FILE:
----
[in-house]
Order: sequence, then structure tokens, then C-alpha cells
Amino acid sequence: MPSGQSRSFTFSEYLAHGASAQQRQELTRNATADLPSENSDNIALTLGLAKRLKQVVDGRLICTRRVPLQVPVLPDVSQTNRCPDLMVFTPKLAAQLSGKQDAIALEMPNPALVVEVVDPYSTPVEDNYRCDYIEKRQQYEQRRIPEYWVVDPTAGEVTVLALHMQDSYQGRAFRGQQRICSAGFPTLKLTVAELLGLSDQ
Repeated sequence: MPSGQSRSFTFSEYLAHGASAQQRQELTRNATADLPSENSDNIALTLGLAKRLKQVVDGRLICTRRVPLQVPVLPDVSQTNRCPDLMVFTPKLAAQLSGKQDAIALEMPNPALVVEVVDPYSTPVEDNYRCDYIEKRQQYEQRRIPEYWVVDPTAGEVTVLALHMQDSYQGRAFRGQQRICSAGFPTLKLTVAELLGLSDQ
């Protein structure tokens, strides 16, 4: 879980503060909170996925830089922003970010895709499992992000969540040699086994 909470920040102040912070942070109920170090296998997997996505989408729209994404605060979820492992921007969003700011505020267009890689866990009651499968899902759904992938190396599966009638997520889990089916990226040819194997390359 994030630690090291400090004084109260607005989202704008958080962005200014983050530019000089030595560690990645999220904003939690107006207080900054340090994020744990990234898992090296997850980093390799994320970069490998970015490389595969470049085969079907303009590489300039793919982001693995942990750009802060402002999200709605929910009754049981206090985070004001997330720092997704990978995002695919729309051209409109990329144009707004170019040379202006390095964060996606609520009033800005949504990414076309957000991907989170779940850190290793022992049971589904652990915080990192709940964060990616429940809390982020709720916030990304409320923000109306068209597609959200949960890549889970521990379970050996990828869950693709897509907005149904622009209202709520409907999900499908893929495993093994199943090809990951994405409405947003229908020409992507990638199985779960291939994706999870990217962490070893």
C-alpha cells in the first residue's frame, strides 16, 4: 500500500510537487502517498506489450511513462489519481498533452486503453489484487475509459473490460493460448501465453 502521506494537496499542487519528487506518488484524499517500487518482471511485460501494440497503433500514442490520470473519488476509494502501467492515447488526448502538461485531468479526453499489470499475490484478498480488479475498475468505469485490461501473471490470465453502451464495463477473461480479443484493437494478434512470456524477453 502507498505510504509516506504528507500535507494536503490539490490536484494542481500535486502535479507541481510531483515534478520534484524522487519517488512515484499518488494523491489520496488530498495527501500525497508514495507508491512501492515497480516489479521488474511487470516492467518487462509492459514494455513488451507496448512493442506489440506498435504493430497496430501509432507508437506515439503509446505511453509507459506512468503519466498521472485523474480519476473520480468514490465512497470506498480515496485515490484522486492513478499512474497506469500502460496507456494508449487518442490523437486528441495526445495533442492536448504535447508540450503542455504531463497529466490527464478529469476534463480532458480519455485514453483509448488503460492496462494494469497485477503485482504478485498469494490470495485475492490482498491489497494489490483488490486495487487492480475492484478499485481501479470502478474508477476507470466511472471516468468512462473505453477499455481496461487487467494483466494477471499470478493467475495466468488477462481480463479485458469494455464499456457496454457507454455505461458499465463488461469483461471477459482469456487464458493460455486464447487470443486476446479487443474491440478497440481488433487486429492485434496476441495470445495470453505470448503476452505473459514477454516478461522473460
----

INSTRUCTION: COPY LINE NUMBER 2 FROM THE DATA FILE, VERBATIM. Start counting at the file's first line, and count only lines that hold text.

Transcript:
Order: sequence, then structure tokens, then C-alpha cells